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IRS rule changes to help the big men fly

Key position players are likely to benefit from rules changes in place for November's International Rules Series - ${keywords}
Key position players are likely to benefit from rules changes in place for November's International Rules Series

THIS year's International Rules Series will be played under new rules designed to reduce Ireland's recent dominance by allowing AFL key-position players to have more of an impact in the hybrid game.

AFL football operations manager Mark Evans told AFL.com.au on Monday that the League and Gaelic Athletic Association had agreed on four rule changes for this year's Test at Patersons Stadium on Saturday, November 22.

Evans said the major change was a new rule requiring goalkeepers to kick out over the 45m line after every over, behind and wide.

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"We've worked really hard with the GAA to try and identify ways to improve the game and the contest, and in particular to try and find increased roles for key-position players of the AFL," Evans said.

"After looking at a few things we've settled on the kick-in rule as being an opportunity to create more aerial contests that will allow key-position players to get involved."

Under the other rule changes:

•      The number of consecutive handballs teams are allowed will be increased from four to six.

•      Interchange rotations will be increased from 10 to 15 a quarter (teams will still be allowed to make unlimited changes at quarter-time, half-time and three-quarter time).

•      A mark will no longer be paid from a backwards kick.

"We felt that the Irish players certainly have an advantage with kicking the round ball and the Australian team has in recent years in particular struggled to be pinpoint with that," Evans said.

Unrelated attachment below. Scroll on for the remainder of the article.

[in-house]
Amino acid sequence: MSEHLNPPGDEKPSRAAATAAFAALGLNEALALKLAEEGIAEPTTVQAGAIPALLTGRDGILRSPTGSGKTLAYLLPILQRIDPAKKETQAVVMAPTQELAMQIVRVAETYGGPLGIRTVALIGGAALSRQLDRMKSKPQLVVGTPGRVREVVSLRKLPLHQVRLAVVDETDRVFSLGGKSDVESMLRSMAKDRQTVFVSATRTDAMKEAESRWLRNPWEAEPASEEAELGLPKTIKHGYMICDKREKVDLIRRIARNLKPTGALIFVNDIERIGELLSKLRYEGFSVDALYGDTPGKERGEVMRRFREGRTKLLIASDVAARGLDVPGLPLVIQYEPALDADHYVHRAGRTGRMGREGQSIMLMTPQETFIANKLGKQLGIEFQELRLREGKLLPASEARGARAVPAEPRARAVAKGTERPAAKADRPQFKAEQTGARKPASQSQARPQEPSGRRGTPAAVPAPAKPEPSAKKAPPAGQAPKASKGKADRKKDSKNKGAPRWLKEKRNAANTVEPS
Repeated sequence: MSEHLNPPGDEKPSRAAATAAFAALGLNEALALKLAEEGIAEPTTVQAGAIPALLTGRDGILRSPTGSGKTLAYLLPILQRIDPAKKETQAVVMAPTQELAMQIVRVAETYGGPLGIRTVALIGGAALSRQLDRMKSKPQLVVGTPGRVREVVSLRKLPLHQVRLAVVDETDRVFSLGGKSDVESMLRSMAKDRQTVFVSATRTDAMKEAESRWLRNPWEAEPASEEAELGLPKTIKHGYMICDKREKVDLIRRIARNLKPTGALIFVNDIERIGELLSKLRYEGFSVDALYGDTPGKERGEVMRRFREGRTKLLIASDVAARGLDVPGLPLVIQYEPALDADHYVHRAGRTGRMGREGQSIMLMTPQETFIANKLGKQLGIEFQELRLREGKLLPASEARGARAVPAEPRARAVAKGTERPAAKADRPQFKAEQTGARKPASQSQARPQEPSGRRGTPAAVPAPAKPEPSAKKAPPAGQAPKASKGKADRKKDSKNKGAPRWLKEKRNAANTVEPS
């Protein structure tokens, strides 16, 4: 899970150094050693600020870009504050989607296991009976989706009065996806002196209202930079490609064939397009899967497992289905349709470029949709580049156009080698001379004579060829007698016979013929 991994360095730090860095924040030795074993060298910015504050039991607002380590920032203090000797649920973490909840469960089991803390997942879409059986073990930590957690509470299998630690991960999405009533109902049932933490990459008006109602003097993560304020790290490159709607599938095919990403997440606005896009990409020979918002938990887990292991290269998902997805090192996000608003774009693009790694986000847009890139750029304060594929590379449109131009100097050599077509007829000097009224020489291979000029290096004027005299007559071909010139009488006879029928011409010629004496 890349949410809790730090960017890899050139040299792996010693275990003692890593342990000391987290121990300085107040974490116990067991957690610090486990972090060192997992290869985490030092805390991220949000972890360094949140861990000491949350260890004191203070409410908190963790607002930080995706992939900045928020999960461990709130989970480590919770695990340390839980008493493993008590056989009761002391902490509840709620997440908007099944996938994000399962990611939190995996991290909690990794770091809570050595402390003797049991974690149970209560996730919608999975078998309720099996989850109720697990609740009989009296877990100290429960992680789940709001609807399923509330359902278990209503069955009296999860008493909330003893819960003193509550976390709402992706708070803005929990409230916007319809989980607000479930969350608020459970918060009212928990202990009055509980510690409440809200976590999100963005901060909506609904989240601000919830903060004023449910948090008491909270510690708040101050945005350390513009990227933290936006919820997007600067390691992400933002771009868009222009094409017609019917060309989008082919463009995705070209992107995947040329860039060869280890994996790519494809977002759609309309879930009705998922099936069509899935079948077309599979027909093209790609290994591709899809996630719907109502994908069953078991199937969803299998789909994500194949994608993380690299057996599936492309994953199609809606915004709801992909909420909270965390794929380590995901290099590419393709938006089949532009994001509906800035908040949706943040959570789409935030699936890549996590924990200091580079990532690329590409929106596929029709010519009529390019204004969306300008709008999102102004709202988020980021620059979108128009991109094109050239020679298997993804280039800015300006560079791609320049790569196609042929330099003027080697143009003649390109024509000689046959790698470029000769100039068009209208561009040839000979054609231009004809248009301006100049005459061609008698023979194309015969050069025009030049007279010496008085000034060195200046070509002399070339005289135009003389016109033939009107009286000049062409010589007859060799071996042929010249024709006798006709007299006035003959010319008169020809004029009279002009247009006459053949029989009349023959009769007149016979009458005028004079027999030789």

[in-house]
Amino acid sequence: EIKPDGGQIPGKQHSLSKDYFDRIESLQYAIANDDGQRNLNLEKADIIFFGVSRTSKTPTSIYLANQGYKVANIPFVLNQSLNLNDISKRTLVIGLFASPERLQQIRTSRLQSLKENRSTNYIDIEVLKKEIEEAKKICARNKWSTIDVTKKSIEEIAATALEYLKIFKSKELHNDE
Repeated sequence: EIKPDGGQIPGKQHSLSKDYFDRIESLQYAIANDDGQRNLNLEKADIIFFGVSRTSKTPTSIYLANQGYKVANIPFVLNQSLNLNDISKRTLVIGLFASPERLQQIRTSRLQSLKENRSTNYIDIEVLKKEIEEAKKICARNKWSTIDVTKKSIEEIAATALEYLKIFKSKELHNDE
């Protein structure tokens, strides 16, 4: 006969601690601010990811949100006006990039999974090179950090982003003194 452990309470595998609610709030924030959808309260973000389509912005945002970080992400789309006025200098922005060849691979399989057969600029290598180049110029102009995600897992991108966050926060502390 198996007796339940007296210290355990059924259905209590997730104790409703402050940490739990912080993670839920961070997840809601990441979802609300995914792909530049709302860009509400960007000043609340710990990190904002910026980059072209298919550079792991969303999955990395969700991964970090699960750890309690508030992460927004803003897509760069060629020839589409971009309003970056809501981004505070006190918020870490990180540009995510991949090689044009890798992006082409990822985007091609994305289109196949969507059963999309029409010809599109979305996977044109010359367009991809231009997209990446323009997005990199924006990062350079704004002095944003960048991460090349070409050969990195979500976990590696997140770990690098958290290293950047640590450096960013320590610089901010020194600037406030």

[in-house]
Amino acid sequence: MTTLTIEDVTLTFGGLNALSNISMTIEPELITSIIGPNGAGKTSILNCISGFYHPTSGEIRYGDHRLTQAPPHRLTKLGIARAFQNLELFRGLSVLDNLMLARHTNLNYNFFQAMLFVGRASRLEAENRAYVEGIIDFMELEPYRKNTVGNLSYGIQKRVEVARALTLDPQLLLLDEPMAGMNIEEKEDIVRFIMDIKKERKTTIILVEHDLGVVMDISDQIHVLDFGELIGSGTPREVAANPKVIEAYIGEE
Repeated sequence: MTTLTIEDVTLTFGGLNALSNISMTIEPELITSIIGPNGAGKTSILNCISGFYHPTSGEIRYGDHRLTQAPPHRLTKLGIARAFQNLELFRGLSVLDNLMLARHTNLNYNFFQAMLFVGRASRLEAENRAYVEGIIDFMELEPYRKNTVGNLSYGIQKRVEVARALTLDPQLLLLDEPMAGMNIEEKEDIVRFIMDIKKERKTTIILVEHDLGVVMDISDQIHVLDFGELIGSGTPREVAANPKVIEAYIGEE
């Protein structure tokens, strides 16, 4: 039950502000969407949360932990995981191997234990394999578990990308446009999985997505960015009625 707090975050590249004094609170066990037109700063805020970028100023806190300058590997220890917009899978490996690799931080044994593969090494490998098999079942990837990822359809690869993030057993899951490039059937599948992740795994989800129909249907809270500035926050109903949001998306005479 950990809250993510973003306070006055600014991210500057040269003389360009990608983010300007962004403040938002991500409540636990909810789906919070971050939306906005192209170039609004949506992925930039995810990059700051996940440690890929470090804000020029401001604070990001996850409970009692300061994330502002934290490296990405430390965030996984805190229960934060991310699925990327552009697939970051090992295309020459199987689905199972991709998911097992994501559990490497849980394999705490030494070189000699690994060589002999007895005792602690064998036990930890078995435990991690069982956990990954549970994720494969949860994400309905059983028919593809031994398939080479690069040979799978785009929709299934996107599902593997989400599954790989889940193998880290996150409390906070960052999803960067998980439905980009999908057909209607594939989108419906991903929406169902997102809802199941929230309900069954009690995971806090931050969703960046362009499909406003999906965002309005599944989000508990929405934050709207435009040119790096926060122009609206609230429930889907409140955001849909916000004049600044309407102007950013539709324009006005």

"Allowing more consecutive handpasses in one chain should help to address that.

"With the backwards kick rule, we're trying to encourage forward ball movement, so again we're hoping that might see balls being kicked deeper and higher into the forward line to promote contested marking.

"Allowing more interchanges was more a recognition that our playing group will be just coming back from annual leave when this year's Test is played, so this will help the Australian coaching staff manage them appropriately throughout the game."

In the previous two IRS series, Australia fielded undermanned teams that lost by record margins.

In 2011, the squad captained by Brad Green lost by a combined 65 points, while last year the all-indigenous team that travelled to Ireland was even more comprehensively defeated, losing by 101 points.

In the aftermath of last year's series, the AFL and GAA agreed that the IRS's future depended on both countries being able to field full-strength teams.

In April, Evans announced that this year's Australian team would be compromised exclusively of All Australian players, with stars such as Patrick Dangerfield, Luke Hodge, Nic Naitanui, Scott Pendlebury, Nick Riewoldt and Joel Selwood already committed to playing.

Evans said the rule changes were another step to ensuring this year's contest would be far more even.

"The good thing is that the game itself has remained mostly untouched for a period of time, but there's also been a common sense approach to tweaking some of the rules to promote a better contest," he said.